Mary Debenedetto was called home to heaven on December 31, 2021, from her residency at Madison Point Nursing Care in New Port Richey, Florida. She was born on Friday, the 13th of June in 1924 to Lena (DiCorti) and John Asta in Brooklyn, NY where she was raised with her younger brother, Thomas Asta. As a child, her parents divorced, her mother remarried and gave birth to Antionette Chapel, Mary’s youngest sibling. Her large extended family all lived very close to each other, some were right across the street, while others resided in the same apartment building. At the age of 17 she married Felix (Phil) DelCampo, who was from Jamaica, NY and together they raised four children, Robert DelCampo; Dolores DelCampo; Philip DelCampo and LeeAnn (Sheridan). Along with their children, Robert and Dolores, they left the big Italian family in Brooklyn and moved to NJ where they welcomed their two youngest children, Philip and LeeAnn. Mary loved being a homemaker. She loved family and always wanted everyone to be together, which brought her and Phil to leave NJ and make their way to LI, where Mary’s side of the family had migrated to from Brooklyn to purchase homes and bask in the tranquility of suburban living. Her younger sister, Antionette, who was now living in Westbury, LI was raising a family of her own while living next door to their mother Lena, and across the street from other family members. Mary & Phil settled in Hicksville, LI where they eventually purchased a brand new 4-bedroom home. Mary came from a large extended family of aunts, uncles, cousins and lifelong friends. While raising her family, she was sure to instill in her children strong family bonds and traditions that were passed on to her by her grandparents, and which are still being passed down to her great and great great grandchildren today.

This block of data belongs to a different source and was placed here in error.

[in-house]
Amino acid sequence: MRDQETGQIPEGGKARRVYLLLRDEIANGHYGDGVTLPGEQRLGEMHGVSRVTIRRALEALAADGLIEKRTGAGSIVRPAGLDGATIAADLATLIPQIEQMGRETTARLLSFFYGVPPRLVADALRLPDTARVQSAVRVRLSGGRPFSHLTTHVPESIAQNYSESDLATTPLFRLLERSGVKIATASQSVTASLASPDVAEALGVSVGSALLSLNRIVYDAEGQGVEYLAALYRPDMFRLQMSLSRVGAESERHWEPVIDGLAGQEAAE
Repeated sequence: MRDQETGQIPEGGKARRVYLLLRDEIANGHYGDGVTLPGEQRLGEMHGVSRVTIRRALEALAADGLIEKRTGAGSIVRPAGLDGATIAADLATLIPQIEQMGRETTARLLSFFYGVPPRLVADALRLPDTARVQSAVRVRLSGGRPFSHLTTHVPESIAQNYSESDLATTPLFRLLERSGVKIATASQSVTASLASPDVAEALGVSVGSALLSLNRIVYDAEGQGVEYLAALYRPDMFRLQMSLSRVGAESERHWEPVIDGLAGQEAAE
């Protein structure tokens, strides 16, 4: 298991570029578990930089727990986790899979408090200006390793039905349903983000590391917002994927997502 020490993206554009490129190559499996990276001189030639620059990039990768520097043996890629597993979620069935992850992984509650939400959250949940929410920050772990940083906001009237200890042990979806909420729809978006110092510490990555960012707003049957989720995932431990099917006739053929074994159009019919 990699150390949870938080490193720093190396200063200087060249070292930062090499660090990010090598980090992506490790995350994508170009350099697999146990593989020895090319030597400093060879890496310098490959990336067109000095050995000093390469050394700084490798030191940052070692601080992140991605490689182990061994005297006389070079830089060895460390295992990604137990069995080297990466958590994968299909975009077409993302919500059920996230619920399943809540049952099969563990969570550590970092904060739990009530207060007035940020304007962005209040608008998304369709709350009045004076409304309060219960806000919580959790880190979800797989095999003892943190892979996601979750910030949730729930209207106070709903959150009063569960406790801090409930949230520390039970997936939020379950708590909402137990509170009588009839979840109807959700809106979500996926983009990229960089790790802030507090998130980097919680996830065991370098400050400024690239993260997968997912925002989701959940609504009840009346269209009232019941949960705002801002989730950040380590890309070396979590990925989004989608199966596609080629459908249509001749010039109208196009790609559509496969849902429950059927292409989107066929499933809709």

Her children were privileged to have a childhood filled with so many wonderful family memories that included their aunts, uncle’s cousins and grandparents. Sundays were like a holiday gathering where homemade Italian food was plentiful and the love was endless. Mary loved entertaining, cooking, decorating her home and of course gardening. Whether it was her yard or terrace, the flowers were bountiful and beautiful. She was definitely a perfectionist at all she did, even when it came to taking care of herself. One would wonder, where did she find the time, but her hair, skin, nails and makeup was always flawless. At a time when nightclubs were all the rage, her and Phil along with members of Mary’s family would go to shows and see famous entertainers. She was always dressed to the nines, looking like a Hollywood glam movie star. From the time she was a teenager through her 97 years she was stunning, expressing charm and class that wasn’t taught, but came naturally. Mary worked hard all her life, not only in raising her family, but also in the work force. Although she did not work consistently until after her children were grown, she always managed to balance it out so everything ran like a well-oiled machine.